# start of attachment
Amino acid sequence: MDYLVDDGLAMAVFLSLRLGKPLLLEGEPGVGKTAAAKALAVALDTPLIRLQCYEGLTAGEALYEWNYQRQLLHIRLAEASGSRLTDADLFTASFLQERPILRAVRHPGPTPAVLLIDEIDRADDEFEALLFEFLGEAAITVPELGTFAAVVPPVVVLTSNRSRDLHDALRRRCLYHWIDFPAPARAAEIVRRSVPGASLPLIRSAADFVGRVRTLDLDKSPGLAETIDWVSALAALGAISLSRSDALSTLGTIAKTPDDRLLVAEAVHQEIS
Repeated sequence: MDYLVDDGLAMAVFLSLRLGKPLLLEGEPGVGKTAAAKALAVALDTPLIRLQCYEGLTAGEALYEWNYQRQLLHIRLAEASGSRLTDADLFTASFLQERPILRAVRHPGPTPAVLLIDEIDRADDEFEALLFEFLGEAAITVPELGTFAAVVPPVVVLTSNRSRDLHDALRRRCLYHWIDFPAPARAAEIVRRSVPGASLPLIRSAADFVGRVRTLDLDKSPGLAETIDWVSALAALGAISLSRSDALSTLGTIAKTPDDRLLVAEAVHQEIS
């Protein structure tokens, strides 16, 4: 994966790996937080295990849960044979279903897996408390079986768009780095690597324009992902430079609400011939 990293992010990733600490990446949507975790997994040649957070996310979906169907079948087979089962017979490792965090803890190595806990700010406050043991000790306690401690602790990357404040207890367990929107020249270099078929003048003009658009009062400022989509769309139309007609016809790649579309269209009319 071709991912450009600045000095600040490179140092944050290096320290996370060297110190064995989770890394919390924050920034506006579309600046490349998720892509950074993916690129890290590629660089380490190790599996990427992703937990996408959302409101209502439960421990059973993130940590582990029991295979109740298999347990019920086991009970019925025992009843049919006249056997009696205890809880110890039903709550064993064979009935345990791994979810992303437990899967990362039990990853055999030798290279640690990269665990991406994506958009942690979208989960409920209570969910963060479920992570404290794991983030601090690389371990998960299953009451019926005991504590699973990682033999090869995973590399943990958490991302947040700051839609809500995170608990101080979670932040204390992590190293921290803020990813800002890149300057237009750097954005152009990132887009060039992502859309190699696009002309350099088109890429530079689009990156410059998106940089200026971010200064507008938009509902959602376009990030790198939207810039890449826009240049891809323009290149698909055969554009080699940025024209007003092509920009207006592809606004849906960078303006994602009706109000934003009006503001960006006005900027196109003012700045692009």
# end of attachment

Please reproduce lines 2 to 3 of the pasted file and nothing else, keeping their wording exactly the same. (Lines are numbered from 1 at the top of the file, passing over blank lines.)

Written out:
Repeated sequence: MDYLVDDGLAMAVFLSLRLGKPLLLEGEPGVGKTAAAKALAVALDTPLIRLQCYEGLTAGEALYEWNYQRQLLHIRLAEASGSRLTDADLFTASFLQERPILRAVRHPGPTPAVLLIDEIDRADDEFEALLFEFLGEAAITVPELGTFAAVVPPVVVLTSNRSRDLHDALRRRCLYHWIDFPAPARAAEIVRRSVPGASLPLIRSAADFVGRVRTLDLDKSPGLAETIDWVSALAALGAISLSRSDALSTLGTIAKTPDDRLLVAEAVHQEIS
């Protein structure tokens, strides 16, 4: 994966790996937080295990849960044979279903897996408390079986768009780095690597324009992902430079609400011939 990293992010990733600490990446949507975790997994040649957070996310979906169907079948087979089962017979490792965090803890190595806990700010406050043991000790306690401690602790990357404040207890367990929107020249270099078929003048003009658009009062400022989509769309139309007609016809790649579309269209009319 071709991912450009600045000095600040490179140092944050290096320290996370060297110190064995989770890394919390924050920034506006579309600046490349998720892509950074993916690129890290590629660089380490190790599996990427992703937990996408959302409101209502439960421990059973993130940590582990029991295979109740298999347990019920086991009970019925025992009843049919006249056997009696205890809880110890039903709550064993064979009935345990791994979810992303437990899967990362039990990853055999030798290279640690990269665990991406994506958009942690979208989960409920209570969910963060479920992570404290794991983030601090690389371990998960299953009451019926005991504590699973990682033999090869995973590399943990958490991302947040700051839609809500995170608990101080979670932040204390992590190293921290803020990813800002890149300057237009750097954005152009990132887009060039992502859309190699696009002309350099088109890429530079689009990156410059998106940089200026971010200064507008938009509902959602376009990030790198939207810039890449826009240049891809323009290149698909055969554009080699940025024209007003092509920009207006592809606004849906960078303006994602009706109000934003009006503001960006006005900027196109003012700045692009």